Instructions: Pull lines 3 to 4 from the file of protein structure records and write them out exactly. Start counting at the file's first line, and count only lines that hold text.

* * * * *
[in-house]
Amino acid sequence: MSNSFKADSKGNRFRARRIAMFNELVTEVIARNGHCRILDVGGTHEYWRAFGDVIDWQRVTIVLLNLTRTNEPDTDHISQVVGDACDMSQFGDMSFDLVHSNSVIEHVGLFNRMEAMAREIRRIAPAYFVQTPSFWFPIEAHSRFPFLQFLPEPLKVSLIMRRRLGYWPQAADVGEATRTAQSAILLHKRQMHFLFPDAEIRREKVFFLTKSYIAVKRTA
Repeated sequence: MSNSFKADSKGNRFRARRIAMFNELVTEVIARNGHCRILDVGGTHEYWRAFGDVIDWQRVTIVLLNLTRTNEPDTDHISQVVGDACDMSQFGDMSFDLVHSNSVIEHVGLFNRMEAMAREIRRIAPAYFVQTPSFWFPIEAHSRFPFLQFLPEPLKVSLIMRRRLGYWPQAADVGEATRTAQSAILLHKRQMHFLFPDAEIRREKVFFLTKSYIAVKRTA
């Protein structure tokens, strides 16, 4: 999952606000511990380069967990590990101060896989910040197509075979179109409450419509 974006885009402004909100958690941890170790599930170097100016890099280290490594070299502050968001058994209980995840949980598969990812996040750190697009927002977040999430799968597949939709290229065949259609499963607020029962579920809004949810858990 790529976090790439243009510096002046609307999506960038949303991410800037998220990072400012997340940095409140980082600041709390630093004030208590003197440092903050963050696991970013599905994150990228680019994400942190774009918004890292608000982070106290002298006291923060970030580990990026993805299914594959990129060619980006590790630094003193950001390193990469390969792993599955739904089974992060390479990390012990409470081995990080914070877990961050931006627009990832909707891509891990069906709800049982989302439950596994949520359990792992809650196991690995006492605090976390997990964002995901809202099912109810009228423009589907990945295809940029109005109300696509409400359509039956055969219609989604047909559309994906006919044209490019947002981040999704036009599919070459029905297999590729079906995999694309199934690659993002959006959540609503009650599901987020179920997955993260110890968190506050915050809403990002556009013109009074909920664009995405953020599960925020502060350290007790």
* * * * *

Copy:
Repeated sequence: MSNSFKADSKGNRFRARRIAMFNELVTEVIARNGHCRILDVGGTHEYWRAFGDVIDWQRVTIVLLNLTRTNEPDTDHISQVVGDACDMSQFGDMSFDLVHSNSVIEHVGLFNRMEAMAREIRRIAPAYFVQTPSFWFPIEAHSRFPFLQFLPEPLKVSLIMRRRLGYWPQAADVGEATRTAQSAILLHKRQMHFLFPDAEIRREKVFFLTKSYIAVKRTA
């Protein structure tokens, strides 16, 4: 999952606000511990380069967990590990101060896989910040197509075979179109409450419509 974006885009402004909100958690941890170790599930170097100016890099280290490594070299502050968001058994209980995840949980598969990812996040750190697009927002977040999430799968597949939709290229065949259609499963607020029962579920809004949810858990 790529976090790439243009510096002046609307999506960038949303991410800037998220990072400012997340940095409140980082600041709390630093004030208590003197440092903050963050696991970013599905994150990228680019994400942190774009918004890292608000982070106290002298006291923060970030580990990026993805299914594959990129060619980006590790630094003193950001390193990469390969792993599955739904089974992060390479990390012990409470081995990080914070877990961050931006627009990832909707891509891990069906709800049982989302439950596994949520359990792992809650196991690995006492605090976390997990964002995901809202099912109810009228423009589907990945295809940029109005109300696509409400359509039956055969219609989604047909559309994906006919044209490019947002981040999704036009599919070459029905297999590729079906995999694309199934690659993002959006959540609503009650599901987020179920997955993260110890968190506050915050809403990002556009013109009074909920664009995405953020599960925020502060350290007790």